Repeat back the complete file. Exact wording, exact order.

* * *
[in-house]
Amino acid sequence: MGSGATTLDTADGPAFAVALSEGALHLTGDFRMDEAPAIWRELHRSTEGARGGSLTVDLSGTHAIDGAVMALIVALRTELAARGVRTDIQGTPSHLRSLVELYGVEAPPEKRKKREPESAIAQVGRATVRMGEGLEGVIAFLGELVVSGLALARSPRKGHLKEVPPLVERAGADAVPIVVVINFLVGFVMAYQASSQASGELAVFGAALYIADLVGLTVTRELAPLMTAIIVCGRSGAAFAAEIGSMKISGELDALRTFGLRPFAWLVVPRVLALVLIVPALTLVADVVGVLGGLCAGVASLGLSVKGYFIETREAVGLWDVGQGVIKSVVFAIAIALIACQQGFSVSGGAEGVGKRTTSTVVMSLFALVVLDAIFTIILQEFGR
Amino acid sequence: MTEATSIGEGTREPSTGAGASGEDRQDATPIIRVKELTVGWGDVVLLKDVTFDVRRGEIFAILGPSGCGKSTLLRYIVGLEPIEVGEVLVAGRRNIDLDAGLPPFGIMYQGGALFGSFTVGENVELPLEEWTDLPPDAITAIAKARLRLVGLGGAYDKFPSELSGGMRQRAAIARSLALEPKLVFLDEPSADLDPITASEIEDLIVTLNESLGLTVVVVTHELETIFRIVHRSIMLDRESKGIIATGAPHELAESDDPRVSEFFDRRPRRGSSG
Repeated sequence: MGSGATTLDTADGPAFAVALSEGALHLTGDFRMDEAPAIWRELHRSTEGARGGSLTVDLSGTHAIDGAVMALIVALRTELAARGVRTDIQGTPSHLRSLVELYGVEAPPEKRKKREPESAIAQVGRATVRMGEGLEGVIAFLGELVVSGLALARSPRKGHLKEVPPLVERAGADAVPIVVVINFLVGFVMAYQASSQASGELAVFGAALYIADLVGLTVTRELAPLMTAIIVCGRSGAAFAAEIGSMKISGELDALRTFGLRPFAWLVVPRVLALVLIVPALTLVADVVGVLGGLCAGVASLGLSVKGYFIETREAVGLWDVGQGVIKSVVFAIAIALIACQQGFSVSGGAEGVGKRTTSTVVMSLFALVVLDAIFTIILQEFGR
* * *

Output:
[in-house]
Amino acid sequence: MGSGATTLDTADGPAFAVALSEGALHLTGDFRMDEAPAIWRELHRSTEGARGGSLTVDLSGTHAIDGAVMALIVALRTELAARGVRTDIQGTPSHLRSLVELYGVEAPPEKRKKREPESAIAQVGRATVRMGEGLEGVIAFLGELVVSGLALARSPRKGHLKEVPPLVERAGADAVPIVVVINFLVGFVMAYQASSQASGELAVFGAALYIADLVGLTVTRELAPLMTAIIVCGRSGAAFAAEIGSMKISGELDALRTFGLRPFAWLVVPRVLALVLIVPALTLVADVVGVLGGLCAGVASLGLSVKGYFIETREAVGLWDVGQGVIKSVVFAIAIALIACQQGFSVSGGAEGVGKRTTSTVVMSLFALVVLDAIFTIILQEFGR
Amino acid sequence: MTEATSIGEGTREPSTGAGASGEDRQDATPIIRVKELTVGWGDVVLLKDVTFDVRRGEIFAILGPSGCGKSTLLRYIVGLEPIEVGEVLVAGRRNIDLDAGLPPFGIMYQGGALFGSFTVGENVELPLEEWTDLPPDAITAIAKARLRLVGLGGAYDKFPSELSGGMRQRAAIARSLALEPKLVFLDEPSADLDPITASEIEDLIVTLNESLGLTVVVVTHELETIFRIVHRSIMLDRESKGIIATGAPHELAESDDPRVSEFFDRRPRRGSSG
Repeated sequence: MGSGATTLDTADGPAFAVALSEGALHLTGDFRMDEAPAIWRELHRSTEGARGGSLTVDLSGTHAIDGAVMALIVALRTELAARGVRTDIQGTPSHLRSLVELYGVEAPPEKRKKREPESAIAQVGRATVRMGEGLEGVIAFLGELVVSGLALARSPRKGHLKEVPPLVERAGADAVPIVVVINFLVGFVMAYQASSQASGELAVFGAALYIADLVGLTVTRELAPLMTAIIVCGRSGAAFAAEIGSMKISGELDALRTFGLRPFAWLVVPRVLALVLIVPALTLVADVVGVLGGLCAGVASLGLSVKGYFIETREAVGLWDVGQGVIKSVVFAIAIALIACQQGFSVSGGAEGVGKRTTSTVVMSLFALVVLDAIFTIILQEFGR